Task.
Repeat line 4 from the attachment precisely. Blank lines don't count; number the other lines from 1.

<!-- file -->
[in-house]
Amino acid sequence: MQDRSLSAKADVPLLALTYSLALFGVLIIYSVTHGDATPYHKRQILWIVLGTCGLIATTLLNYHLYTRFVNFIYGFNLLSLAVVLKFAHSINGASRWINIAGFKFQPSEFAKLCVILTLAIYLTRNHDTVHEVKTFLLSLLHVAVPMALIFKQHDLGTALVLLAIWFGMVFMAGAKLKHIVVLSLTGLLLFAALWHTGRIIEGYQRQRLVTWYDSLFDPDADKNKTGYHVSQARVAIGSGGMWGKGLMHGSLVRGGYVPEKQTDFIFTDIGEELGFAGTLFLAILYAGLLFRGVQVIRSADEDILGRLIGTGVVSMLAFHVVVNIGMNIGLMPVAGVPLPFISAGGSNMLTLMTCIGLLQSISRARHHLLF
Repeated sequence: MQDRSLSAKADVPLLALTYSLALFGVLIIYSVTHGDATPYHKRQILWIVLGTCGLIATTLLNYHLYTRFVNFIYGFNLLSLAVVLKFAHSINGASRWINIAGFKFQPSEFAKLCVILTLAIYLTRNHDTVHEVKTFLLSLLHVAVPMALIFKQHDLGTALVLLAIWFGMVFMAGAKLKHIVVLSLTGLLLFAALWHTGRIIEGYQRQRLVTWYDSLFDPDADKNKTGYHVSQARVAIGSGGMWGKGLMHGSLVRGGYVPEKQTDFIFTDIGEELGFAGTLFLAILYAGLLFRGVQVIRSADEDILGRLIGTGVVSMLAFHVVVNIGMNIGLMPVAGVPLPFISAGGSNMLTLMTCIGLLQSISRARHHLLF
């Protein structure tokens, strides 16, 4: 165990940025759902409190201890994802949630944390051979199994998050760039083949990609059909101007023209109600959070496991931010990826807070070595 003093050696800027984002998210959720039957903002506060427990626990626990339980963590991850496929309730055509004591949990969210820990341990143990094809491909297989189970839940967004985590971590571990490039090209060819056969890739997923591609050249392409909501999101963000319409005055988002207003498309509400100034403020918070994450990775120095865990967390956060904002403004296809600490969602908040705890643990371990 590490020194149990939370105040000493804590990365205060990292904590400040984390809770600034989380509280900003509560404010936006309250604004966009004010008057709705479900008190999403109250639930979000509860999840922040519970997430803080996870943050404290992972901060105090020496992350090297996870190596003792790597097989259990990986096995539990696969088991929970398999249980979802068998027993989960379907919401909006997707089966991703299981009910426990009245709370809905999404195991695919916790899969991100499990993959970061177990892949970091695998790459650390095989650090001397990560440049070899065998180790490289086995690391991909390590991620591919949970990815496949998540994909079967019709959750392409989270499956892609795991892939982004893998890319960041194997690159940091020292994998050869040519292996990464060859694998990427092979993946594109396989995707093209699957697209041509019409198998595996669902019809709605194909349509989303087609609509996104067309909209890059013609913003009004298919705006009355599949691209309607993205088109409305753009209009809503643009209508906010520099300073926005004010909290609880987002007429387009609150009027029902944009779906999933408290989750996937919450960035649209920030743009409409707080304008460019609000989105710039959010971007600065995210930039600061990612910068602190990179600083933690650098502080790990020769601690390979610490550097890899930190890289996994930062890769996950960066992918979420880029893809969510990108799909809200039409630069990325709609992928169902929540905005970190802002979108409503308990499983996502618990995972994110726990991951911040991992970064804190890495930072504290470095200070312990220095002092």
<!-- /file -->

């Protein structure tokens, strides 16, 4: 165990940025759902409190201890994802949630944390051979199994998050760039083949990609059909101007023209109600959070496991931010990826807070070595 003093050696800027984002998210959720039957903002506060427990626990626990339980963590991850496929309730055509004591949990969210820990341990143990094809491909297989189970839940967004985590971590571990490039090209060819056969890739997923591609050249392409909501999101963000319409005055988002207003498309509400100034403020918070994450990775120095865990967390956060904002403004296809600490969602908040705890643990371990 590490020194149990939370105040000493804590990365205060990292904590400040984390809770600034989380509280900003509560404010936006309250604004966009004010008057709705479900008190999403109250639930979000509860999840922040519970997430803080996870943050404290992972901060105090020496992350090297996870190596003792790597097989259990990986096995539990696969088991929970398999249980979802068998027993989960379907919401909006997707089966991703299981009910426990009245709370809905999404195991695919916790899969991100499990993959970061177990892949970091695998790459650390095989650090001397990560440049070899065998180790490289086995690391991909390590991620591919949970990815496949998540994909079967019709959750392409989270499956892609795991892939982004893998890319960041194997690159940091020292994998050869040519292996990464060859694998990427092979993946594109396989995707093209699957697209041509019409198998595996669902019809709605194909349509989303087609609509996104067309909209890059013609913003009004298919705006009355599949691209309607993205088109409305753009209009809503643009209508906010520099300073926005004010909290609880987002007429387009609150009027029902944009779906999933408290989750996937919450960035649209920030743009409409707080304008460019609000989105710039959010971007600065995210930039600061990612910068602190990179600083933690650098502080790990020769601690390979610490550097890899930190890289996994930062890769996950960066992918979420880029893809969510990108799909809200039409630069990325709609992928169902929540905005970190802002979108409503308990499983996502618990995972994110726990991951911040991992970064804190890495930072504290470095200070312990220095002092």